Back to top

Strawberry IPM - Verticillium Wilt

See pdf version link above for illustrated fact sheet

Verticillium Wilt (Verticillium dahlia and Verticillium albo-atrum)

ID/Disease Cycle: Symptoms of Verticillium Wilt include marginal and interveinal browning and eventual collapse of outer leaves, while inner leaves are stunted and may wilt but tend to remain green until the plant dies. Plants that are fruiting are affected more severely, and the first symptoms are noticeable as temperatures increase in late spring. The fungi that cause the disease have wide host ranges among annual and perennial crops and weeds, especially plants in the tomato family. Symptoms may be unevenly distributed in the field.

The fungus overwinters in soil or plant debris as dormant resting structures (microsclerotia). These structures can remain viable in the soil for many years. Under favorable environmental conditions, they germinate and can pen­etrate root hairs either directly or through breaks or wounds in the rootlets. Once inside the root, the fungus invades the vascular system causing wilt and collapse of the plants. As these infected tissues die and return to the soil, new microsclerotia are formed and the disease cycle is completed. Verticillium can be spread from field to field by water, wind, or movement of infested soil. The pathogen may be introduced to a field on infected planting stock, and it can persist in crop and weed debris.

Damage: This disease will cause the wilt and collapse of strawberry plants. 


Monitoring: Consult scouting records from previous years and know field history of prior crops to determine if build-up of this disease is indicated.  Scout fields after bloom to identify areas of weak vigor.  Dig up plants in weak areas and examine the roots for possible cause.


Control strategies:


  • Rotate strawberry fields to alternative non-host crops for at least 5 years before replanting to strawberries to disrupt disease buildup.  Avoid solanaceous crops (such as tomato or potato), as well as squash and raspberries.
  • Biofumigant crucifer crops (e.g., various mustard species), may be useful in reducing carry over inoculum.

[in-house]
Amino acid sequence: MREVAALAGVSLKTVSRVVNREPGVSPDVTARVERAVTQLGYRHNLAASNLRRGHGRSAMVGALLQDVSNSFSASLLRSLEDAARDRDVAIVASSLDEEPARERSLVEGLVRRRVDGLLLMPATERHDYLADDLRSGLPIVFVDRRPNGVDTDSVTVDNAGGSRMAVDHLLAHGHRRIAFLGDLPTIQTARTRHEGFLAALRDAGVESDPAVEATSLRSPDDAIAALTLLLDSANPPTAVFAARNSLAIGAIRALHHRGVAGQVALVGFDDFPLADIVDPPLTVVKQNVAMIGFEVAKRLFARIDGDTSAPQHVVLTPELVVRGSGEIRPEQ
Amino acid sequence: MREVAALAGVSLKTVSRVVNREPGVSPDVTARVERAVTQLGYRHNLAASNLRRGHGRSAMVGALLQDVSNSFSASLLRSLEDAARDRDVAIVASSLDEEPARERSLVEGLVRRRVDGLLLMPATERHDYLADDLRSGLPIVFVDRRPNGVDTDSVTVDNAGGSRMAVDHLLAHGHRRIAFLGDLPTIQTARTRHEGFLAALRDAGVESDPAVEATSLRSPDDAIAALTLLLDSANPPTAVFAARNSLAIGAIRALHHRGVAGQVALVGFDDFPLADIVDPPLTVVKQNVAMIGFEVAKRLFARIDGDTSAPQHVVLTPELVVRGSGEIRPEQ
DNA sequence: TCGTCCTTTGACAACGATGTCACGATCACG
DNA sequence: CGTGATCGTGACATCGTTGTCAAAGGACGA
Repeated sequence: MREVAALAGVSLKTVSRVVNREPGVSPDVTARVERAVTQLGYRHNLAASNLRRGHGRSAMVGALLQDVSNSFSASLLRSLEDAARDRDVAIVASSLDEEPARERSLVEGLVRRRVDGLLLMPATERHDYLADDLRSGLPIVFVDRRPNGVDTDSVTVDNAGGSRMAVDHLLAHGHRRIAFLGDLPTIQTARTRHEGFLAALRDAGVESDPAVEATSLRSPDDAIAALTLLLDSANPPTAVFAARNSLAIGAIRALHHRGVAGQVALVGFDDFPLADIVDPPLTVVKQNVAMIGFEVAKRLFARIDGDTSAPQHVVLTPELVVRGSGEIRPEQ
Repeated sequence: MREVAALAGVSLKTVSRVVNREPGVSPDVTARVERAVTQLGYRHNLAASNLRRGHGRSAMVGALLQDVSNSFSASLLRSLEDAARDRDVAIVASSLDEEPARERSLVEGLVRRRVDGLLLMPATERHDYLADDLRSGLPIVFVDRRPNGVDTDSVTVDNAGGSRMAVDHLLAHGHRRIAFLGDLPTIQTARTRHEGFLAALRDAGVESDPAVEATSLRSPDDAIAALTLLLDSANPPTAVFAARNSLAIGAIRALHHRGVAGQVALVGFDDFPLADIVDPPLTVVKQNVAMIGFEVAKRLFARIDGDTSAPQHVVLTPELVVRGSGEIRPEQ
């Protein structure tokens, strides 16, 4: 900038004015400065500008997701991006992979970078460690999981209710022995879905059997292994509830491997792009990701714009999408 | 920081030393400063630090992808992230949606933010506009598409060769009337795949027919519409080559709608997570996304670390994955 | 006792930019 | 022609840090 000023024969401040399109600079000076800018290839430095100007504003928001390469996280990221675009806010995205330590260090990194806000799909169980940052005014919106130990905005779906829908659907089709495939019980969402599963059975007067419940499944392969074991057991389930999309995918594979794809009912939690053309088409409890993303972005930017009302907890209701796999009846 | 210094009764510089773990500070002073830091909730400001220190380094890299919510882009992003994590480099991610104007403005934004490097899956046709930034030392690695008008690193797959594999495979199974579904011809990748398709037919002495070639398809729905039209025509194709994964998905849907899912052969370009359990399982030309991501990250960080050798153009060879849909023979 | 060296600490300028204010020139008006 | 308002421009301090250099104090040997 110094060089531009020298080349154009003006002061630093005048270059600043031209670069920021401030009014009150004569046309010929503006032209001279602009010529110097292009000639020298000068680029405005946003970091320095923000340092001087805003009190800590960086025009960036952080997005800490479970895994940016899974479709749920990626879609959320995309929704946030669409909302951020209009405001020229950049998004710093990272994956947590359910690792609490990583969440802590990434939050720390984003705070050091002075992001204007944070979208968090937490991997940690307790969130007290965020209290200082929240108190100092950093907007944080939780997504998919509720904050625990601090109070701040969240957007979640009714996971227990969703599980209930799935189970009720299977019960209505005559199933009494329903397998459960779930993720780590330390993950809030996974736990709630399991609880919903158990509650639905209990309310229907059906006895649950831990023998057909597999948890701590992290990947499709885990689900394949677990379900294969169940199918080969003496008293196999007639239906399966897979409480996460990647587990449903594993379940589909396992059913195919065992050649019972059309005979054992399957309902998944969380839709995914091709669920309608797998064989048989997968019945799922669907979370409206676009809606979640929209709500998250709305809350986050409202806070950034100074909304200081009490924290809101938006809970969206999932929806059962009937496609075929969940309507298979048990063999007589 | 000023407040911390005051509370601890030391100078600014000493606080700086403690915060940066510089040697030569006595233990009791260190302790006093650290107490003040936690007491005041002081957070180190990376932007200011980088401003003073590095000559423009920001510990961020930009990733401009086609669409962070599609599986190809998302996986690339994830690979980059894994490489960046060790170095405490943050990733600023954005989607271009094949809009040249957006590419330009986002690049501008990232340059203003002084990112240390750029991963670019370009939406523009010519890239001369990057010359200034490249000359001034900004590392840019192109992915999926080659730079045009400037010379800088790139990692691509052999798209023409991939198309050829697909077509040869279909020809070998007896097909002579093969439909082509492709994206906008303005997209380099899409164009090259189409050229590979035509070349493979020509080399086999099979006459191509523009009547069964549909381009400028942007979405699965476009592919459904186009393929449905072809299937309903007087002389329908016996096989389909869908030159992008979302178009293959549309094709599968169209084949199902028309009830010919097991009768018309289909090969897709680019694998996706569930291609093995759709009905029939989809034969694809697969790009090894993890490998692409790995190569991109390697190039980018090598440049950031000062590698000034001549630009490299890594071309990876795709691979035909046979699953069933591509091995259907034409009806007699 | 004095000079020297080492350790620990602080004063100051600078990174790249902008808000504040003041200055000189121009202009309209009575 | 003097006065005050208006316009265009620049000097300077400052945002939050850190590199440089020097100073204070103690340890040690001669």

• Plant only disease free transplants obtained from a reputable nursery.
  • Plant resistant varieties.  See the New England Small Fruit Management Guide for a chart of resistant varieties or speak with your nursery provider.
  • Plant in well drained soil.
  • As with other soil-borne diseases, increasing soil organic matter and stimulating the microbial activity of the soil can help suppress pathogenic microorganisms through competition and other mechanisms.
  • Avoid overfertilization, as excessive nitrogen increases the susceptibility of plants to the disease.
  • Control weeds, especially those that might be hosts to this disease (e.g., pigweed and lambsquarters)
  • Remove infected plants and the plants on either side to stop wilt spread. Do not replant where infection occurred.


  • No chemical control is recommended; however, pre-plant soil fumigation may be useful in certain circumstances.

Date: March 2020
Author(s): Angela Madeiras and Sonia Schloemann, UMass Extension

Visit our website:

Note: This information is for educational purposes only and is reviewed regularly for accuracy.  References to commercial products or trade names are for the reader’s information. No endorsement is implied, nor is discrimination intended against similar products. For pesticide products please consult product labels for rates, application instructions and safety precautions. The label is the law.  Users of these products assume all associated risks.

This work was supported in part by funding provided by USDA NIFA Extension Implementation Program, Award No. 2017-70006-27137


Angela Madeiras and Sonia Schloemann, UMass Extension
Last Updated: 
July 2020